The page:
The V60’s other rear camera is a 13MP f/1.9 ultra-wide shooter that captures a 117-degree field of view. That’s a bit less than the widest-angle camera we’ve seen on a phone, the 123-degree ultra-wide camera on the Samsung Galaxy Note 10 series.

Round the front, the V60 has a 10MP f/1.9 selfie shooter. 

The phone’s outstanding feature, cameras-wise, is its ability to capture video at 8K at 24fps (a 7680 x 4320 resolution), matching the Galaxy S20 line, with LG’s ‘Steady Record’ technology on hand to stabilize footage.

Another plus for video: the V60 has four mics (one pair at the top and another at the bottom) for a bit of a surround-sound effect when recording, which LG cutely calls ‘Voice Bokeh.’ LG believes content creators will get the best use of this, but it will certainly be a nice addition for anyone shooting video.

(Image credit: Future)

LG V60 performance

The LG V60 packs an octo-core Snapdragon 865 chipset, which can be found in most of the leading flagships of 2020, as well as 8GB of RAM and either 128GB or 256Gb of storage (expandable up to 2TB via microSD). In general use, the phone is fast, and doesn’t trip up when running intensive processing tasks like gaming or streaming media.

This is especially impressive when you’re using the Dual Screen: the V60 is quite capable of running two apps at once, and doesn’t drag even when simultaneously playing two shows on separate media apps. 

Its Geekbench score of 2,762 isn’t quite as impressive coming up short compared to the 3,034 score achieved by the Samsung Galaxy S20 Plus, although it’s not exactly a performance disparity you’ll notice.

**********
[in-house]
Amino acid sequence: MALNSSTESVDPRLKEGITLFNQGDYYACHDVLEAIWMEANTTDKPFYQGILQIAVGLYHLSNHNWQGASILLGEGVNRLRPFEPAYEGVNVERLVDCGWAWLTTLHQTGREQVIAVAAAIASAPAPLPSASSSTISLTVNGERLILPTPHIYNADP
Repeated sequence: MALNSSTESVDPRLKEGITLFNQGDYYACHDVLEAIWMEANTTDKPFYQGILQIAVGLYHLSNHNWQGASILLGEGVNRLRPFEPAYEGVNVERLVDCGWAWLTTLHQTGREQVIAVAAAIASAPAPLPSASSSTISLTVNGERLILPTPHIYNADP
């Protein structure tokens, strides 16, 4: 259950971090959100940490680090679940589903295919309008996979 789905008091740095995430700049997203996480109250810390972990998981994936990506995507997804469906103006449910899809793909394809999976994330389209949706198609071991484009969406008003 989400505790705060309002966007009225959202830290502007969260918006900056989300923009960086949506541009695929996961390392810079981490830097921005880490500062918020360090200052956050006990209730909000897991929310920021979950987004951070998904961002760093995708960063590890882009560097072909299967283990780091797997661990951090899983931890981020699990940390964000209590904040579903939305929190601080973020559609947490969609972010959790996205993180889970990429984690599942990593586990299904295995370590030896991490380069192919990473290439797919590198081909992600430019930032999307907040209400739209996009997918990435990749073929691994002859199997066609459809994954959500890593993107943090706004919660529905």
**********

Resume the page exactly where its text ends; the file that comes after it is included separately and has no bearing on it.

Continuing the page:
Oh, and that V60 score? We got it while running Netflix on the second display… and we then ran the test again with the Dual Screen turned off and got roughly similar results. At least as far as computation is concerned, this suggests that the second screen isn’t a drag on performance.

The LG V60 runs Android 10, with the latest version of Google’s OS bringing with it dark mode, over-the-air security patches and a host of other improvements.

(Image credit: Future)

LG V60 battery

The V60 packs a 5,000mAh battery, which gets you through a day of ordinary usage, with change. In terms of sheer capacity, this is on par with the Samsung Galaxy S20 Ultra

As mentioned, running both displays (at or over 50% brightness) drains the battery faster. In practical terms, this means watching a standard hour-long episode of a Netflix show saps around 12% battery – but when we used the Dual Screen menu to put the main screen to sleep (which dims it as much as possible), a one-hour show only drained 6%.